Science and Solutions

ECOS@40: still deep, green, with a good dash of science

How do you take your science? In 140-character bites, or do you have an appetite for more? It turns out many ECOS readers prefer more than less when it comes to our online stories about sustainability-related science.

Mary-Lou Considine     01-Sep-2014

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Current Articles


Where is the oceans’ missing plastic?
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In a recent paper published in one of the world's most prestigious scientific journals, researchers admitted that the available data ‘cannot account for the fate of 99 per cent of the plastic litter entering the open ocean'. What's happening to this plastic? And how can we reduce pollution in the world's oceans?
Carlos Duarte     01-Sep-2014
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ECOS@40: still deep, green, with a good dash of science
Feature
How do you take your science? In 140-character bites, or do you have an appetite for more? It turns out many ECOS readers prefer more than less when it comes to our online stories about sustainability-related science.
Mary-Lou Considine     01-Sep-2014
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Growing a forest with biodiversity, climate and people in mind
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Forest plantations can be much more than wood ‘factories'. They can be havens of biodiversity, ‘banks' that lock carbon away from the atmosphere, not to mention beautiful places for recreation. The good news is that, not only is it possible to regrow forests so that they work for nature, but that this goal can be better achieved with the help of science.
Jean-Baptiste Pichancourt     25-Aug-2014
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Bitterns boom in rice bays
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The largest population of Australasian Bitterns ever recorded has been found in Riverina rice crops, highlighting the potential role of rice growing – an industry often under fire for high water use – in waterbird conservation.
Michele Sabto     25-Aug-2014
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Shifting lands: how international trade is transforming global biodiversity
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Take a look at the food in your fridge, at the clothes you are wearing or even the roof over your head; chances are you are looking at products from all over the world.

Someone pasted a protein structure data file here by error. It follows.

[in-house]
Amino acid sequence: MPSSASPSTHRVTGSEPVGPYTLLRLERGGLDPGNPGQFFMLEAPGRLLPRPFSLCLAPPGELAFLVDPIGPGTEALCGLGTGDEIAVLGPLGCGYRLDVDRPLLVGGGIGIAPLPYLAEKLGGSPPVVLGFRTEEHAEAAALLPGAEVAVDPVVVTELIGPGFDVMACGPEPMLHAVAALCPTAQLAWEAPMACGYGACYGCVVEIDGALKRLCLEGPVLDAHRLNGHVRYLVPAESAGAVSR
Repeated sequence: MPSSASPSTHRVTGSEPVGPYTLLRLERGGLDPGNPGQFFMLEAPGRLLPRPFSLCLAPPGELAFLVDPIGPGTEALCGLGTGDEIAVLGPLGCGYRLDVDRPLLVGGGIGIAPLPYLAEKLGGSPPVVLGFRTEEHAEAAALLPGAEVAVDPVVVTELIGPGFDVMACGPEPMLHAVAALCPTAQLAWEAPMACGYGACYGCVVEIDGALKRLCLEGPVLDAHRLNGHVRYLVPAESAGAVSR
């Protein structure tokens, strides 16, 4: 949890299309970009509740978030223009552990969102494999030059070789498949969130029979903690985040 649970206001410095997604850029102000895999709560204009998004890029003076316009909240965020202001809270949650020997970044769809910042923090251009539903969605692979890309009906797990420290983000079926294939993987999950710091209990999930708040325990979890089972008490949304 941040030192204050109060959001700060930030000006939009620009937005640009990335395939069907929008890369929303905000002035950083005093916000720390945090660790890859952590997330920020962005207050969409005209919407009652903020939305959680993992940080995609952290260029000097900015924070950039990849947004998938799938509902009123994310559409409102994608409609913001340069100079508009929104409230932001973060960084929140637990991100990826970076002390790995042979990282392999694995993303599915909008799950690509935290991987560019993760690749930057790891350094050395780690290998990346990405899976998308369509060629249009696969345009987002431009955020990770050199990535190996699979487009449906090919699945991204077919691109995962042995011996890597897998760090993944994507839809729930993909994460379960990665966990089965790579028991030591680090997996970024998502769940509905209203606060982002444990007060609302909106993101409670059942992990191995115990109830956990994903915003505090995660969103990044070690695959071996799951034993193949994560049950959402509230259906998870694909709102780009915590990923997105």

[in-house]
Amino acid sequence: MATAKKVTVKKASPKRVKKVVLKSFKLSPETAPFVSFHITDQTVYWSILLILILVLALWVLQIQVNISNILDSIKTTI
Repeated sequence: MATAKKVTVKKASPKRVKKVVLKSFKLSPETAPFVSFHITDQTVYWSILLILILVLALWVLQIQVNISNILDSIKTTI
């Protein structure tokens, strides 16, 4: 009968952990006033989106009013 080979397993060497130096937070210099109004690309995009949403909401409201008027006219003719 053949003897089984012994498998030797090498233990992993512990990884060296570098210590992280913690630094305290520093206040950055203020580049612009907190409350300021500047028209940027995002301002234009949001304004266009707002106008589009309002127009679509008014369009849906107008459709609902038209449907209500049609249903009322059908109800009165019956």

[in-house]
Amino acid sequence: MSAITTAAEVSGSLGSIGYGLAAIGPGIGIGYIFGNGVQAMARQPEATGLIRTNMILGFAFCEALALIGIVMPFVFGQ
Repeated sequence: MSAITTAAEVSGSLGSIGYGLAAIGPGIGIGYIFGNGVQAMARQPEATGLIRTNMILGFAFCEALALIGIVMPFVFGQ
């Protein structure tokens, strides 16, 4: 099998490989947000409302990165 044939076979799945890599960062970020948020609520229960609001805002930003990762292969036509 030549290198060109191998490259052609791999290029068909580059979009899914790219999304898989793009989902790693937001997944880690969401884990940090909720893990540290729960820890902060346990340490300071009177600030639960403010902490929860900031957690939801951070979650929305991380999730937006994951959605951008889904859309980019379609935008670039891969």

Dale Nimmo     18-Aug-2014
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On the waterfront: science, surveillance keep bee-killer at bay
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How much do you think bees are worth to the Australian economy? You might be surprised – it's a considerable amount. No wonder then that quarantine authorities have turned to science to help protect our honey bees from invasive diseases.
Virginia Tressider     18-Aug-2014
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Tree of life: the story of our river red gum
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Flooded Forest and Desert Creek: Ecology and History of the River Red Gum by Matthew Colloff explores the history and cultural importance of one of Australia’s most iconic trees, the river red gum. Central to this book is an exploration of our cultural, scientific and spiritual connections with Eucalyptus camaldulensis. Author Matthew Colloff talks to ECOS writer, Beth Askham.
11-Aug-2014
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We mustn't waste water while taking action on climate change
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Should we pick and choose our climate strategies based on how water-wise they are?
Philip Wallis, Jamie Pittock and Michael Ward     11-Aug-2014
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Food security and the role of ‘sustainable intensification'
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Sustainable intensification is the new holy grail for agriculture in a food-insecure world. What does it mean, and how are Australian scientists pursuing it here and abroad?
Michele Sabto     06-Aug-2014
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Engage them and education will happen
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Associate Professor Ian Lunt is an ecologist on a mission. He wants to raise ecological literacy beyond academic and professional circles. Assoc. Prof. Lunt describes his approach as ‘accidental education'.
04-Aug-2014
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